We are able to watch their first cringe-worthy videos on YouTube or posts on Instagram, and instead of making fun of them for it — we laugh alongside of them. We see a little bit of ourselves in their journey. By following someone throughout their road to success, it naturally feels more obtainable.

A perfect example of this is Michelle Phan, who is very well-known for her make-up and beauty tutorials. Ten years ago, Michelle recorded her first make-up tutorial. The audio and video quality are terrible, but you can tell she was a natural at creating content.

Today, Michelle Phan has amassed almost 8.8M subscribers and over 675M total views on her videos. She has earned several millions of dollars by doing what she loves.

Another great example is the extremely famous videographer, Casey Neistat. Casey has vlogged over 200 days of his life. Over the course of several-hundred videos Casey quickly became one of the biggest celebrities on YouTube. In my opinion, Casey’s success can be explained by his authenticity and approachability. Casey is fundamentally genuine, and relatable. Despite never meeting Casey in real-life, I feel like I know him and his story intimately.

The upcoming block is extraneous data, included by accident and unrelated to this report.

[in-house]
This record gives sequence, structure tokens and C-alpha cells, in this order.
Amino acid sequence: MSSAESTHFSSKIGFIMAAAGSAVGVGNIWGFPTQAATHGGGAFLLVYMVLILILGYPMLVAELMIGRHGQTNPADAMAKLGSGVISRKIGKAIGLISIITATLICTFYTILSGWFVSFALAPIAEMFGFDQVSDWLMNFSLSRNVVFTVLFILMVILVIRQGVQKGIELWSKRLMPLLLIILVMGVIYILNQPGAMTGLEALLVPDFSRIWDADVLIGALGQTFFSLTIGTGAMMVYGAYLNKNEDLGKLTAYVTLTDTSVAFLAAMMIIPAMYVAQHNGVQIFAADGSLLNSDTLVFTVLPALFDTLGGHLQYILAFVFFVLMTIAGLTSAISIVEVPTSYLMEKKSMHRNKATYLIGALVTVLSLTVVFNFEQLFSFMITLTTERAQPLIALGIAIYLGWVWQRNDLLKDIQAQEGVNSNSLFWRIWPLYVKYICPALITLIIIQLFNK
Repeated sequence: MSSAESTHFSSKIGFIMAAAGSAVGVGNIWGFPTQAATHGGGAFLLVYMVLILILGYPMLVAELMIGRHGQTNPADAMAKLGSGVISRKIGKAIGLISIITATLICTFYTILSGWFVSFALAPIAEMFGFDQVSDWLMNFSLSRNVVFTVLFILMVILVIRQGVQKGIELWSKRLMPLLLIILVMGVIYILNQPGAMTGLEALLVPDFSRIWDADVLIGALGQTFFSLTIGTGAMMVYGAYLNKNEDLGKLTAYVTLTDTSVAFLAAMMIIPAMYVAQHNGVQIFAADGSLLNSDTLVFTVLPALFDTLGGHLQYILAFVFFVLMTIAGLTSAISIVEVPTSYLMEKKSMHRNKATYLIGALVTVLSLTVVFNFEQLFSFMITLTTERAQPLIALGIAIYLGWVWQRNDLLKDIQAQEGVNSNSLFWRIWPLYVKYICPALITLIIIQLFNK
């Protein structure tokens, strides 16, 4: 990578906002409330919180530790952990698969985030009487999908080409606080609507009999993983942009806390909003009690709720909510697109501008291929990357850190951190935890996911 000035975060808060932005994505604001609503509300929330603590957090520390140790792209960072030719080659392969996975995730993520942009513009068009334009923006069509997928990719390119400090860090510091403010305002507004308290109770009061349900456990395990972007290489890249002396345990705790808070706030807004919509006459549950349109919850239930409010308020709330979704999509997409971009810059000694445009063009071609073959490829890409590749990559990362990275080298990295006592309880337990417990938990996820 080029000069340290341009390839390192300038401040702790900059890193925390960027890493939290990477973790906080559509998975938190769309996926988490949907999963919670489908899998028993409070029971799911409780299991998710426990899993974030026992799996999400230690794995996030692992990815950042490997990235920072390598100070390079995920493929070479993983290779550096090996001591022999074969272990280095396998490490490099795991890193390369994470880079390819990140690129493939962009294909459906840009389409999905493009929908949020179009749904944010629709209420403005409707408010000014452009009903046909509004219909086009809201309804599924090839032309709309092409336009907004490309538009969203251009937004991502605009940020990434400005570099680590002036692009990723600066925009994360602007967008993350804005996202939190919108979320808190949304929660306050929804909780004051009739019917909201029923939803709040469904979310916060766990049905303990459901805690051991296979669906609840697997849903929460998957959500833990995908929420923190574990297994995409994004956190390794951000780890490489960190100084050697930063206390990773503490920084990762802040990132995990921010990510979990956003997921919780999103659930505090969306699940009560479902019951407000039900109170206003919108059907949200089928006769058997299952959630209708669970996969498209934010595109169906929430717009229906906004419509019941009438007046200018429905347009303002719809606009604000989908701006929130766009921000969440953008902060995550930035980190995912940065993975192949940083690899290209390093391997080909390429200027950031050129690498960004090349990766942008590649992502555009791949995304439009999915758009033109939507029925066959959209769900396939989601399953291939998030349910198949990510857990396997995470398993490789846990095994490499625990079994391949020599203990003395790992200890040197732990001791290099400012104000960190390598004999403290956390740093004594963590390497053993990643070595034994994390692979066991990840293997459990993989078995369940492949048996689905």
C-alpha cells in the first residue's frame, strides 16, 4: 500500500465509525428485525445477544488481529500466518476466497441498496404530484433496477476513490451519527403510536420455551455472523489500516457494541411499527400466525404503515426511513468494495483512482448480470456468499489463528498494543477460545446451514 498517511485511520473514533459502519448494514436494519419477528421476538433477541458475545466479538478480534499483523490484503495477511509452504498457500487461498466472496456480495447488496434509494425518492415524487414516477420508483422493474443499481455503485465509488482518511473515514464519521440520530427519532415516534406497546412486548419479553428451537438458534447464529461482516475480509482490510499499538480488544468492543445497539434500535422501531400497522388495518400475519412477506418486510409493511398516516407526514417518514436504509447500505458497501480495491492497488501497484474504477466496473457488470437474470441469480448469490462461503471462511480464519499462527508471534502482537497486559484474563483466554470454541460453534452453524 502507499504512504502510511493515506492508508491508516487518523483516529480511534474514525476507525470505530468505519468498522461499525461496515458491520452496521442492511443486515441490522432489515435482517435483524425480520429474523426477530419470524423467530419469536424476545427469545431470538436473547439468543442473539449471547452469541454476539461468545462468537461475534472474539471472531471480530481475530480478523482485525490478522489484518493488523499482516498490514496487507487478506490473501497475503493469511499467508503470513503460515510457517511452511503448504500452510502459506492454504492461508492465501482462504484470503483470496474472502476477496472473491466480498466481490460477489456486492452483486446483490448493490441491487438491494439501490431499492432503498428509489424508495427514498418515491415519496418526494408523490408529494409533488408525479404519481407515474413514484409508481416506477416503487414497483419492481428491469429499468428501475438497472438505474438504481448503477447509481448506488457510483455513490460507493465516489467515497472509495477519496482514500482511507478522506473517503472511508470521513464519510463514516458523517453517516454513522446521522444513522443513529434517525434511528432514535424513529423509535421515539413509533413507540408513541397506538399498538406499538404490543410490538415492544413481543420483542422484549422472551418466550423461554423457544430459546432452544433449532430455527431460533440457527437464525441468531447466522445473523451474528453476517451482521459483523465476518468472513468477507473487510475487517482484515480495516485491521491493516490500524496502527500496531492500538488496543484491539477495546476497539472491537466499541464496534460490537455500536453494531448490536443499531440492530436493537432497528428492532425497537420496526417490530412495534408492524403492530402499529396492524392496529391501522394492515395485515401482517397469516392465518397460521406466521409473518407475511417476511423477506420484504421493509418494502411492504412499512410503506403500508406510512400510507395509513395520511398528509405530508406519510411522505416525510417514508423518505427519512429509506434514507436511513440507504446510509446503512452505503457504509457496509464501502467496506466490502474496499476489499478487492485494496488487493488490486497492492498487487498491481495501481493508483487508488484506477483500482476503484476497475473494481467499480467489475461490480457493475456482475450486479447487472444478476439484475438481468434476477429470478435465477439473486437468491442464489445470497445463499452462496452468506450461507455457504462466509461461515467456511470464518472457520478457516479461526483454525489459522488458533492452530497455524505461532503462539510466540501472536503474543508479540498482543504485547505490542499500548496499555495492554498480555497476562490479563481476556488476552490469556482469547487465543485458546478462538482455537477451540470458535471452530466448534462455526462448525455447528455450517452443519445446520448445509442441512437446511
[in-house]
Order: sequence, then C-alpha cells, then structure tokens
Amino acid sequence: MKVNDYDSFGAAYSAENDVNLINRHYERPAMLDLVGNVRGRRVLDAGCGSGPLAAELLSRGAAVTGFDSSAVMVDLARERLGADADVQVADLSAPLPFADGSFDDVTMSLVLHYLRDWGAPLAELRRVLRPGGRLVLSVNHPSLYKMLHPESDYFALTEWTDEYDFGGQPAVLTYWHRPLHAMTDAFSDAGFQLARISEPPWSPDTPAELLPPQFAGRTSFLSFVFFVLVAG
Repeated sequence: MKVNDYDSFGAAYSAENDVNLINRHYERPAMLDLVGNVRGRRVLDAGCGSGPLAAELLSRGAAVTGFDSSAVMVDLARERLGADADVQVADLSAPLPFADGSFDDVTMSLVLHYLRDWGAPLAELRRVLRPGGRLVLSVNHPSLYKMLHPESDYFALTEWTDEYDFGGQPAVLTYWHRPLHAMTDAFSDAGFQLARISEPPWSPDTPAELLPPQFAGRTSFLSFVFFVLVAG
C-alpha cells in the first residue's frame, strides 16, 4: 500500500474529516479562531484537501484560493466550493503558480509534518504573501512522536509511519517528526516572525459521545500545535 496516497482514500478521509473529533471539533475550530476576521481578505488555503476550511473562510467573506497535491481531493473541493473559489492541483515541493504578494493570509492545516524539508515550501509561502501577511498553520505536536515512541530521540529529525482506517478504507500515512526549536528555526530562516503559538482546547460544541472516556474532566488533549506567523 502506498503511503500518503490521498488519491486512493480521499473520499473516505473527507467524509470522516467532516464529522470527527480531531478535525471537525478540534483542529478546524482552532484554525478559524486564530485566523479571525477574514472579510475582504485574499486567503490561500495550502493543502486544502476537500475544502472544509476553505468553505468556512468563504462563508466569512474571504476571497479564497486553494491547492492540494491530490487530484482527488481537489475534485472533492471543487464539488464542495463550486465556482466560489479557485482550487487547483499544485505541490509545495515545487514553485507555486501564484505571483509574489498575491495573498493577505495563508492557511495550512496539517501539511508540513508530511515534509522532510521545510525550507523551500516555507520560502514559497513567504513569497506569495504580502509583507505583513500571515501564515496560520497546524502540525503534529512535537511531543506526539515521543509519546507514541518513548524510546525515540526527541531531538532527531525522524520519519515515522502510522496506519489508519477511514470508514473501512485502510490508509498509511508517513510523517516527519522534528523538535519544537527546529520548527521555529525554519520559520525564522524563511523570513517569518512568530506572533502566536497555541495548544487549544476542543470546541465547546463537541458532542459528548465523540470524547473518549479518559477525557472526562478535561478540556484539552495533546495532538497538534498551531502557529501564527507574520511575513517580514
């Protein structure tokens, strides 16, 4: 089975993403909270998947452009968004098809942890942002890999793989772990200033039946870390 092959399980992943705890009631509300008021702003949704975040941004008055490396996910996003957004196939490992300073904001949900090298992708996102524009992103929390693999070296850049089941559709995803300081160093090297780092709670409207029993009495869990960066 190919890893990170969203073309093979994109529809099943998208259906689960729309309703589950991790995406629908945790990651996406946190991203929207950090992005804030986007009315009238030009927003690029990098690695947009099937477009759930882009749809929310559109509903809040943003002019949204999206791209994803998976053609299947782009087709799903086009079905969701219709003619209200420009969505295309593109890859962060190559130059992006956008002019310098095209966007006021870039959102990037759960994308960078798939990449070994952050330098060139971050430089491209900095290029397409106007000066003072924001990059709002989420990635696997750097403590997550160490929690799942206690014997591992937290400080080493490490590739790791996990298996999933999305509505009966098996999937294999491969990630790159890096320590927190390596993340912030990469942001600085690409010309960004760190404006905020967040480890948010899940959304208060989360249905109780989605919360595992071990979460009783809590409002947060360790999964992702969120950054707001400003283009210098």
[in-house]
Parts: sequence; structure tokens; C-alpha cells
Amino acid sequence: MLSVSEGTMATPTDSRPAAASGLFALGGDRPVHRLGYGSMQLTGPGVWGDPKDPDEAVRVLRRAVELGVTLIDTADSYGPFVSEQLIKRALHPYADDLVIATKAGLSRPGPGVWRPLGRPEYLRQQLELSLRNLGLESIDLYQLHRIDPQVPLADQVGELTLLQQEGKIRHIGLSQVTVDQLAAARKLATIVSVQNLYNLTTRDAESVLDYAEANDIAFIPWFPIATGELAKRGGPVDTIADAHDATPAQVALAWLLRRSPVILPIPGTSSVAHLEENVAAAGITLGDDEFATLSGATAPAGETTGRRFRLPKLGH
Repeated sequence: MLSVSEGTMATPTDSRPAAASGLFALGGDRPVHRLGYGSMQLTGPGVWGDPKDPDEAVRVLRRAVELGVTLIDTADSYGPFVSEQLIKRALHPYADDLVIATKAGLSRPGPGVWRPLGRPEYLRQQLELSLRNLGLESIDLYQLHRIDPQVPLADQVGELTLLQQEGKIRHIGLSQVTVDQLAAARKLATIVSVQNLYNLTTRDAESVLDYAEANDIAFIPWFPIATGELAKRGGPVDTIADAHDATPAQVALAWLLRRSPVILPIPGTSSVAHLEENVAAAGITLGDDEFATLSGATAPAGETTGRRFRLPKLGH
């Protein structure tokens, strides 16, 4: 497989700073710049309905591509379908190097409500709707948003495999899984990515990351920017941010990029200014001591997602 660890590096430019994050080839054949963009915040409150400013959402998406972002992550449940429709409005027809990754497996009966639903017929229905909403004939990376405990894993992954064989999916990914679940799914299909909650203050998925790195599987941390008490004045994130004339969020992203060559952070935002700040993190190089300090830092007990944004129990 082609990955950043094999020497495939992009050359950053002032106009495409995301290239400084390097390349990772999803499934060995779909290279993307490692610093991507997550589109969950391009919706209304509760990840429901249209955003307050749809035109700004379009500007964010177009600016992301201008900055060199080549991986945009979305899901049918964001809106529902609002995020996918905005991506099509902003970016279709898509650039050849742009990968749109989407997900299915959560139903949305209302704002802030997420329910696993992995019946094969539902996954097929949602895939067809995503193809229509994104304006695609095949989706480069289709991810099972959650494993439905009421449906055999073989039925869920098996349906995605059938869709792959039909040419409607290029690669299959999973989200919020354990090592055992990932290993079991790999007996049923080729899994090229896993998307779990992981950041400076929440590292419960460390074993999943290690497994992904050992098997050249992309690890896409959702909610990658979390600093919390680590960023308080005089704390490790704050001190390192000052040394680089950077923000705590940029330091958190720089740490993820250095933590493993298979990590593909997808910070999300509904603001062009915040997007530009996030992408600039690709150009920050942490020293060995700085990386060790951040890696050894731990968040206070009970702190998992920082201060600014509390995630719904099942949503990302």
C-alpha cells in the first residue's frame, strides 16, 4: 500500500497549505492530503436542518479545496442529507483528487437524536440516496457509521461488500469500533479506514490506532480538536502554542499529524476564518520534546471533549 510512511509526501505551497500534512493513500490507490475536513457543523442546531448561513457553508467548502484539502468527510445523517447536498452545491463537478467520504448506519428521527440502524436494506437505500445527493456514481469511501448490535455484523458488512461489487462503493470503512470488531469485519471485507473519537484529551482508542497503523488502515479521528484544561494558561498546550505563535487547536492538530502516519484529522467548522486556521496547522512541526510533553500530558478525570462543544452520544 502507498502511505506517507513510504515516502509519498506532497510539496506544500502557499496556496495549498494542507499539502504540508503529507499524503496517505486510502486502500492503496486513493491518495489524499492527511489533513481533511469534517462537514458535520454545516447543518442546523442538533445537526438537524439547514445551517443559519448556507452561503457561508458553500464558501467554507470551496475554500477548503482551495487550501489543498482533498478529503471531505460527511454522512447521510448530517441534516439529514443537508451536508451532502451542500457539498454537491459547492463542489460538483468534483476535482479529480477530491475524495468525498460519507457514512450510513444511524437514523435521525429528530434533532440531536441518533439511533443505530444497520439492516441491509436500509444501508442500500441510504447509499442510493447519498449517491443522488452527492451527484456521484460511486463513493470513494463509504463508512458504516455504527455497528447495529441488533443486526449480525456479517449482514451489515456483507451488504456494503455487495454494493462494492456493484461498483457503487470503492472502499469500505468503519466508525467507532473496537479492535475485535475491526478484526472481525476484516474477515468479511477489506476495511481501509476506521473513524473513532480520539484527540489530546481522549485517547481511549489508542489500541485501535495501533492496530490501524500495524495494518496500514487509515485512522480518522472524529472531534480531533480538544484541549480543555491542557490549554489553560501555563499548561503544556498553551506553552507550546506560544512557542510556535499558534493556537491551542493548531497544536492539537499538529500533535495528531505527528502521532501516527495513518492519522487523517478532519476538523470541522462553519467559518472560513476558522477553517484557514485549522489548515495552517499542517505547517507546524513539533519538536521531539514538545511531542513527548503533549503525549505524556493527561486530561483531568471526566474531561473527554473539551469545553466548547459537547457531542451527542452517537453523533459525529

With every new influencer, YouTube becomes more and more robust. Recently, YouTube announced that on average a billion hours of YouTube content is watched every single day. Influence over the masses is not only confined to YouTube. Professional gamers, social media stars, and streamers have similar appeal and they have platforms that have proven to be extremely lucrative.


Getting rich is typically the motive behind a child’s dream job. However, I’d argue that the main driver behind these new dream jobs is actually passion. Even though the motives might be different, it turns out that you can still make a lot of money doing what you love.

It’s important to break down the economics of these 4 new dream jobs:

Social media stars